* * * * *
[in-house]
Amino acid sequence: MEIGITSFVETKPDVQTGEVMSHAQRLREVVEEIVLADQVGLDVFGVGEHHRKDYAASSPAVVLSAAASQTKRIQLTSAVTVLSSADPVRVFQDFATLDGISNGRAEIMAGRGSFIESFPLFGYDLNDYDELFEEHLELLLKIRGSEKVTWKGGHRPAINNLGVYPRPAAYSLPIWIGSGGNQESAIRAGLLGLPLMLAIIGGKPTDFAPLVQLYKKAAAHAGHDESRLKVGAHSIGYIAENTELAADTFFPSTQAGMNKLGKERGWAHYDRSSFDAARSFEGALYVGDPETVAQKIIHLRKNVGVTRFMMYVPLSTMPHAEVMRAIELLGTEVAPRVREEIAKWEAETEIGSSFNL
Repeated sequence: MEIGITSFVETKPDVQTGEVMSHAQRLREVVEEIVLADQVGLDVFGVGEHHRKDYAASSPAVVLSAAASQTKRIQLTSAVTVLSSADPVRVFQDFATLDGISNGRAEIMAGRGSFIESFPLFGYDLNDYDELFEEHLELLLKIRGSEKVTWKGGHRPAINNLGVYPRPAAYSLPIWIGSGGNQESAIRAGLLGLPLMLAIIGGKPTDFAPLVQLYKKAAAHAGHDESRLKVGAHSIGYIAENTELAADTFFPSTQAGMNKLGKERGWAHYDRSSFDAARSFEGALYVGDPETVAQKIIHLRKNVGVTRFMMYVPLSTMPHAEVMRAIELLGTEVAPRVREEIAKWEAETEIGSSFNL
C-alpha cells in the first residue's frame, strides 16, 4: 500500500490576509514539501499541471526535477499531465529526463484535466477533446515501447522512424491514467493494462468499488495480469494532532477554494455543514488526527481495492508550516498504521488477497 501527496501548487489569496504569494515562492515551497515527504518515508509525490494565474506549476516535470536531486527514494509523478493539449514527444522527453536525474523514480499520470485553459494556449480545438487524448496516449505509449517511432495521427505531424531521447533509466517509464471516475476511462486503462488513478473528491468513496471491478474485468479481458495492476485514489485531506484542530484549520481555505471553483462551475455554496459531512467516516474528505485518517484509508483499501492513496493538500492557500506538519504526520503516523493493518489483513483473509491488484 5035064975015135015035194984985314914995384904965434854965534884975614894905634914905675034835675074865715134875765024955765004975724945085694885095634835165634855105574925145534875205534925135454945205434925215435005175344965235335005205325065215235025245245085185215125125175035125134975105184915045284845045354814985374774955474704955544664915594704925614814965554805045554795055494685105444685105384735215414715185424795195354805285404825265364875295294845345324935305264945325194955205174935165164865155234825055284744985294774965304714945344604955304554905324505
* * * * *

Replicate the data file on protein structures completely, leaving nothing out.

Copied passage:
[in-house]
Amino acid sequence: MEIGITSFVETKPDVQTGEVMSHAQRLREVVEEIVLADQVGLDVFGVGEHHRKDYAASSPAVVLSAAASQTKRIQLTSAVTVLSSADPVRVFQDFATLDGISNGRAEIMAGRGSFIESFPLFGYDLNDYDELFEEHLELLLKIRGSEKVTWKGGHRPAINNLGVYPRPAAYSLPIWIGSGGNQESAIRAGLLGLPLMLAIIGGKPTDFAPLVQLYKKAAAHAGHDESRLKVGAHSIGYIAENTELAADTFFPSTQAGMNKLGKERGWAHYDRSSFDAARSFEGALYVGDPETVAQKIIHLRKNVGVTRFMMYVPLSTMPHAEVMRAIELLGTEVAPRVREEIAKWEAETEIGSSFNL
Repeated sequence: MEIGITSFVETKPDVQTGEVMSHAQRLREVVEEIVLADQVGLDVFGVGEHHRKDYAASSPAVVLSAAASQTKRIQLTSAVTVLSSADPVRVFQDFATLDGISNGRAEIMAGRGSFIESFPLFGYDLNDYDELFEEHLELLLKIRGSEKVTWKGGHRPAINNLGVYPRPAAYSLPIWIGSGGNQESAIRAGLLGLPLMLAIIGGKPTDFAPLVQLYKKAAAHAGHDESRLKVGAHSIGYIAENTELAADTFFPSTQAGMNKLGKERGWAHYDRSSFDAARSFEGALYVGDPETVAQKIIHLRKNVGVTRFMMYVPLSTMPHAEVMRAIELLGTEVAPRVREEIAKWEAETEIGSSFNL
C-alpha cells in the first residue's frame, strides 16, 4: 500500500490576509514539501499541471526535477499531465529526463484535466477533446515501447522512424491514467493494462468499488495480469494532532477554494455543514488526527481495492508550516498504521488477497 501527496501548487489569496504569494515562492515551497515527504518515508509525490494565474506549476516535470536531486527514494509523478493539449514527444522527453536525474523514480499520470485553459494556449480545438487524448496516449505509449517511432495521427505531424531521447533509466517509464471516475476511462486503462488513478473528491468513496471491478474485468479481458495492476485514489485531506484542530484549520481555505471553483462551475455554496459531512467516516474528505485518517484509508483499501492513496493538500492557500506538519504526520503516523493493518489483513483473509491488484 5035064975015135015035194984985314914995384904965434854965534884975614894905634914905675034835675074865715134875765024955765004975724945085694885095634835165634855105574925145534875205534925135454945205434925215435005175344965235335005205325065215235025245245085185215125125175035125134975105184915045284845045354814985374774955474704955544664915594704925614814965554805045554795055494685105444685105384735215414715185424795195354805285404825265364875295294845345324935305264945325194955205174935165164865155234825055284744985294774965304714945344604955304554905324505